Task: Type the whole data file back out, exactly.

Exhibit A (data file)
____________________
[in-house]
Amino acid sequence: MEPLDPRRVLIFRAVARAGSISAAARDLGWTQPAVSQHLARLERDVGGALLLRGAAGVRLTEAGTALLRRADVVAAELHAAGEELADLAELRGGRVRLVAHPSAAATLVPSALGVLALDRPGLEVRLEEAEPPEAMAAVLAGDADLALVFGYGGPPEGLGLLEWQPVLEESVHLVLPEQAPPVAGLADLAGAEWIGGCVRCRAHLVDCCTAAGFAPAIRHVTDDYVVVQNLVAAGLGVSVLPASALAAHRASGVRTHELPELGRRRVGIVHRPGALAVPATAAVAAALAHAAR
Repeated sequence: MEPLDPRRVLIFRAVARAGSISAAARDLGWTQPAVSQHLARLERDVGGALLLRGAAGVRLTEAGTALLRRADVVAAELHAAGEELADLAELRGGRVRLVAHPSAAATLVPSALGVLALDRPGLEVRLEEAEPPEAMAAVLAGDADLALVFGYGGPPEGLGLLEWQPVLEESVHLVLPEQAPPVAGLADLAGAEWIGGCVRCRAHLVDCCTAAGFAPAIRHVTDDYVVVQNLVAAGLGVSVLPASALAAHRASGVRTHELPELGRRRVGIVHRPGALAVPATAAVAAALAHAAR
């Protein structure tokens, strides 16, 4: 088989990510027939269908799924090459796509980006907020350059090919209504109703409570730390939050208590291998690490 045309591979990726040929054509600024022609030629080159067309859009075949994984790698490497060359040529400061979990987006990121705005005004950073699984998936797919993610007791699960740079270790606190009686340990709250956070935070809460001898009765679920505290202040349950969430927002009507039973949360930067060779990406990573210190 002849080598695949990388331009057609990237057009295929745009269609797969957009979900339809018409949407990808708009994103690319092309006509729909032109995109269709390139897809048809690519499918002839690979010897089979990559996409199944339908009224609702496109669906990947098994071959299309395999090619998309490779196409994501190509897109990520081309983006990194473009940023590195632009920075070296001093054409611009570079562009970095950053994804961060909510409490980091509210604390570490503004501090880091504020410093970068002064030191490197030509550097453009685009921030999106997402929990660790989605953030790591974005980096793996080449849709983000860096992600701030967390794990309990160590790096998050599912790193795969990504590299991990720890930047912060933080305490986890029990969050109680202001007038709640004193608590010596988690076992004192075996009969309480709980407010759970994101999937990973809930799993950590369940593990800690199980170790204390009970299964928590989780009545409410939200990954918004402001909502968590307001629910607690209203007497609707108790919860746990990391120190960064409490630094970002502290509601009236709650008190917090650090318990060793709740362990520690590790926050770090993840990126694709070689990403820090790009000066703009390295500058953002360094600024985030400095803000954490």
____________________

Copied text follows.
[in-house]
Amino acid sequence: MEPLDPRRVLIFRAVARAGSISAAARDLGWTQPAVSQHLARLERDVGGALLLRGAAGVRLTEAGTALLRRADVVAAELHAAGEELADLAELRGGRVRLVAHPSAAATLVPSALGVLALDRPGLEVRLEEAEPPEAMAAVLAGDADLALVFGYGGPPEGLGLLEWQPVLEESVHLVLPEQAPPVAGLADLAGAEWIGGCVRCRAHLVDCCTAAGFAPAIRHVTDDYVVVQNLVAAGLGVSVLPASALAAHRASGVRTHELPELGRRRVGIVHRPGALAVPATAAVAAALAHAAR
Repeated sequence: MEPLDPRRVLIFRAVARAGSISAAARDLGWTQPAVSQHLARLERDVGGALLLRGAAGVRLTEAGTALLRRADVVAAELHAAGEELADLAELRGGRVRLVAHPSAAATLVPSALGVLALDRPGLEVRLEEAEPPEAMAAVLAGDADLALVFGYGGPPEGLGLLEWQPVLEESVHLVLPEQAPPVAGLADLAGAEWIGGCVRCRAHLVDCCTAAGFAPAIRHVTDDYVVVQNLVAAGLGVSVLPASALAAHRASGVRTHELPELGRRRVGIVHRPGALAVPATAAVAAALAHAAR
């Protein structure tokens, strides 16, 4: 088989990510027939269908799924090459796509980006907020350059090919209504109703409570730390939050208590291998690490 045309591979990726040929054509600024022609030629080159067309859009075949994984790698490497060359040529400061979990987006990121705005005004950073699984998936797919993610007791699960740079270790606190009686340990709250956070935070809460001898009765679920505290202040349950969430927002009507039973949360930067060779990406990573210190 002849080598695949990388331009057609990237057009295929745009269609797969957009979900339809018409949407990808708009994103690319092309006509729909032109995109269709390139897809048809690519499918002839690979010897089979990559996409199944339908009224609702496109669906990947098994071959299309395999090619998309490779196409994501190509897109990520081309983006990194473009940023590195632009920075070296001093054409611009570079562009970095950053994804961060909510409490980091509210604390570490503004501090880091504020410093970068002064030191490197030509550097453009685009921030999106997402929990660790989605953030790591974005980096793996080449849709983000860096992600701030967390794990309990160590790096998050599912790193795969990504590299991990720890930047912060933080305490986890029990969050109680202001007038709640004193608590010596988690076992004192075996009969309480709980407010759970994101999937990973809930799993950590369940593990800690199980170790204390009970299964928590989780009545409410939200990954918004402001909502968590307001629910607690209203007497609707108790919860746990990391120190960064409490630094970002502290509601009236709650008190917090650090318990060793709740362990520690590790926050770090993840990126694709070689990403820090790009000066703009390295500058953002360094600024985030400095803000954490």